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Under the current system, there is nothing to stop an arbitrator serving as witness or counsel – so-called “double-hatting”. Arbitrators can also take jobs in the private and public sectors.
One example is Yves Fortier, a director on the board of mining company Rio Tinto, who has acted as an arbitrator in cases involving mining companies. In April, Fortier was one of the arbitrators to greenlight gas and oil explorations by Shell in a dispute against the Filipino government.
Led by the US and Japan, a group of countries including Chile, Russia, Mexico and Australia that are part of the Trans-Pacific Patnership have proposed tackling such conflicts of interest by introducing a code of conduct for arbitrators and counsels.
The EU, where backlash against ISDS led trade commissioner Cecilia Malmström to brand it “the most toxic acronym in Europe”, seeks to address these concerns through the creation of a whole new institution: the multilateral investment tribunal (MIT).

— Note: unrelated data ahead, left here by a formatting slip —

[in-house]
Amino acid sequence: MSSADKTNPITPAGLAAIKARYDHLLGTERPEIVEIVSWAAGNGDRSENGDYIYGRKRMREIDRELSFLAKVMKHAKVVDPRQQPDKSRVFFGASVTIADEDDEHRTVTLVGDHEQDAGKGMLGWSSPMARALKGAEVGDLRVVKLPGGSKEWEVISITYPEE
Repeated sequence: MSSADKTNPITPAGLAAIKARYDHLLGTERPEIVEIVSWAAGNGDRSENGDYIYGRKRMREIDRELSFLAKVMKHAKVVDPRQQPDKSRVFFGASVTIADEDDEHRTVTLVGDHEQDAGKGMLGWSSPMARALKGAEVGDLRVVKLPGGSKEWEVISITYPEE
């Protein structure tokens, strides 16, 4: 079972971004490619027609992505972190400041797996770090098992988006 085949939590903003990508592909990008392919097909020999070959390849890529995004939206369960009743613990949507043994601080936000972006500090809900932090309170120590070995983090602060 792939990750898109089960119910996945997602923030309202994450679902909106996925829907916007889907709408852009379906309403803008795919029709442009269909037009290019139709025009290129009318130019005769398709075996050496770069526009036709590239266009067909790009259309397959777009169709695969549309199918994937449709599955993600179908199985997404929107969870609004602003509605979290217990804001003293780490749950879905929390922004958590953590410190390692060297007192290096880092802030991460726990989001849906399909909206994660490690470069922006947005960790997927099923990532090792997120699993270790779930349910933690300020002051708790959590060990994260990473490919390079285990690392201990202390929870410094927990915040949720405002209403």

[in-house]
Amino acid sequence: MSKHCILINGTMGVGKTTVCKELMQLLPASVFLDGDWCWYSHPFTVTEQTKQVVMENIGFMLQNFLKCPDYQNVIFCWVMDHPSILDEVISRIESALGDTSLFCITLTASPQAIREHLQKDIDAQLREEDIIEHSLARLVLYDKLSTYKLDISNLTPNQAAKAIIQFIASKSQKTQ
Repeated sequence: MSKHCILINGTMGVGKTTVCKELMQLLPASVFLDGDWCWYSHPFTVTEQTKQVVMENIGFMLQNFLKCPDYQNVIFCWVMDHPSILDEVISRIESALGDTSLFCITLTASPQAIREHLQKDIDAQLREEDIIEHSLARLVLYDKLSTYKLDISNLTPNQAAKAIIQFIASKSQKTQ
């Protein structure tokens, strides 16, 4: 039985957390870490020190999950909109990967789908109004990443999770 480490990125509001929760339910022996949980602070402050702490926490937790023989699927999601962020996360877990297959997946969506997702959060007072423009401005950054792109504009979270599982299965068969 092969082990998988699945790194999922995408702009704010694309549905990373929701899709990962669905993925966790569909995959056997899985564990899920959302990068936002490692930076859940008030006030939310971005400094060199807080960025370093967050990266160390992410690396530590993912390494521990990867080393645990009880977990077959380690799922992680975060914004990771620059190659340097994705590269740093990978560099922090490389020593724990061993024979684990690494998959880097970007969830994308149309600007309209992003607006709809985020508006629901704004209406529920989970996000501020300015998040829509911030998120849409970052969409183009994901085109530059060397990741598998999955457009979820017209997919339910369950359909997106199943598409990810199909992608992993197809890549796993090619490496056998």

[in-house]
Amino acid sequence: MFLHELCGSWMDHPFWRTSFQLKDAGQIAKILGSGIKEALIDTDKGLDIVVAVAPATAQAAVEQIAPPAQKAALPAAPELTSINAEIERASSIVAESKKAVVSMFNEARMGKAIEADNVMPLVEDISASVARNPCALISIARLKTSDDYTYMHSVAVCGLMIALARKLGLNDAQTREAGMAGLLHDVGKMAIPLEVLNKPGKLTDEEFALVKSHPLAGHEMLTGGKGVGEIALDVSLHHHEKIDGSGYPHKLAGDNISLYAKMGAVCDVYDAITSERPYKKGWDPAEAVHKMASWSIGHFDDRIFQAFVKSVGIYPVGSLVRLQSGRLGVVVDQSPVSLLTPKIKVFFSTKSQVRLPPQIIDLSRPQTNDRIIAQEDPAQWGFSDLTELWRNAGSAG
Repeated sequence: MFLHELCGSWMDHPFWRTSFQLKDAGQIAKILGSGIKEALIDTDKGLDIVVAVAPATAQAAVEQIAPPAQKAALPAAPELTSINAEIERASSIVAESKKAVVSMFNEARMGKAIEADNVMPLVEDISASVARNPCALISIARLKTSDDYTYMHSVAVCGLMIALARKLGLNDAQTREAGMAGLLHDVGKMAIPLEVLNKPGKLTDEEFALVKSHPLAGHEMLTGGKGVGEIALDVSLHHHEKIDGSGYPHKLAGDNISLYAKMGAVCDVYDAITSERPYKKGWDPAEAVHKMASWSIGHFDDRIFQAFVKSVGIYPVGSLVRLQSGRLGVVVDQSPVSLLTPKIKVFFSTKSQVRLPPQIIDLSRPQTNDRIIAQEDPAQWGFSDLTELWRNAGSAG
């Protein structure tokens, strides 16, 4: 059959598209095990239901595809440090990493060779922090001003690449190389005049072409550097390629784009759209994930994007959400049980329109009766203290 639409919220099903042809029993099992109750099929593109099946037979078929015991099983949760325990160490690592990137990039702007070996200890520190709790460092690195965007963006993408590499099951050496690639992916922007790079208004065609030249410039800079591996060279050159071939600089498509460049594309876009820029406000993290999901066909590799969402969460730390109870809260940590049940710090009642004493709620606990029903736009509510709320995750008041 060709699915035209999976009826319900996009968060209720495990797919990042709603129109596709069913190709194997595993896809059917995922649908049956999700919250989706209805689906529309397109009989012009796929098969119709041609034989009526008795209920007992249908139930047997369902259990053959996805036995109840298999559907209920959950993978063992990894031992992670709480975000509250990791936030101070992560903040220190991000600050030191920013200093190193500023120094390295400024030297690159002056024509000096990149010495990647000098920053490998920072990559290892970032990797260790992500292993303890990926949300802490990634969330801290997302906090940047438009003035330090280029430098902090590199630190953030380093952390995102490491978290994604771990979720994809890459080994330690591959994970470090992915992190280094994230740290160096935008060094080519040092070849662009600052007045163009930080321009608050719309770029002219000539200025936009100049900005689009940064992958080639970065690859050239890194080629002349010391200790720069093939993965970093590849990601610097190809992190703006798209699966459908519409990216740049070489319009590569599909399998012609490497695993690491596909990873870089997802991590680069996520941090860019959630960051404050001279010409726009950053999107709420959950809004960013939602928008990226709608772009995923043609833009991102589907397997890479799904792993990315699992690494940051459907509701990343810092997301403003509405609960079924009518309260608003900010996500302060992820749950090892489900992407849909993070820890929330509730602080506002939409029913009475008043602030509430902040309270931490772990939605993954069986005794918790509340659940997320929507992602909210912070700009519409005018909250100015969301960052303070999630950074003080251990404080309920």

The proposal seeks to avoid conflicts of interests by employing full-time judges. It also sets out transparency rules, an appeal process and a way for third parties to submit interventions to court if they have an interest in the outcome of the dispute.
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While these features make the MIT a more progressive proposal than that floated by the US and Japan, it is “still far from what we consider being a real progressive and systemic reform”, Van Den Berghe said.
“At the moment there seems to be no appetite for such improvements at the European Commission,” Bart-Jaap Verbeek, trade analyst at the Dutch think tank SOMO and observer in the talks, told Climate Home News.
“In fact, the director general trade official responsible for ISDS is quite frank and clear about his position: in his view, there is nothing wrong with the substantive investment protection standards, only with the procedural aspects of how these are being enforced in terms of transparency, legitimacy, consistency and independence. In his words – ‘Justice needs to be seen’.”
In time, the bloc intends the MIT to replace the patchwork of ISDS across different treaties. The MIT, a document by the European Commission reads, would “be for investment dispute settlement what the World Trade Organisation is for trade dispute settlement”.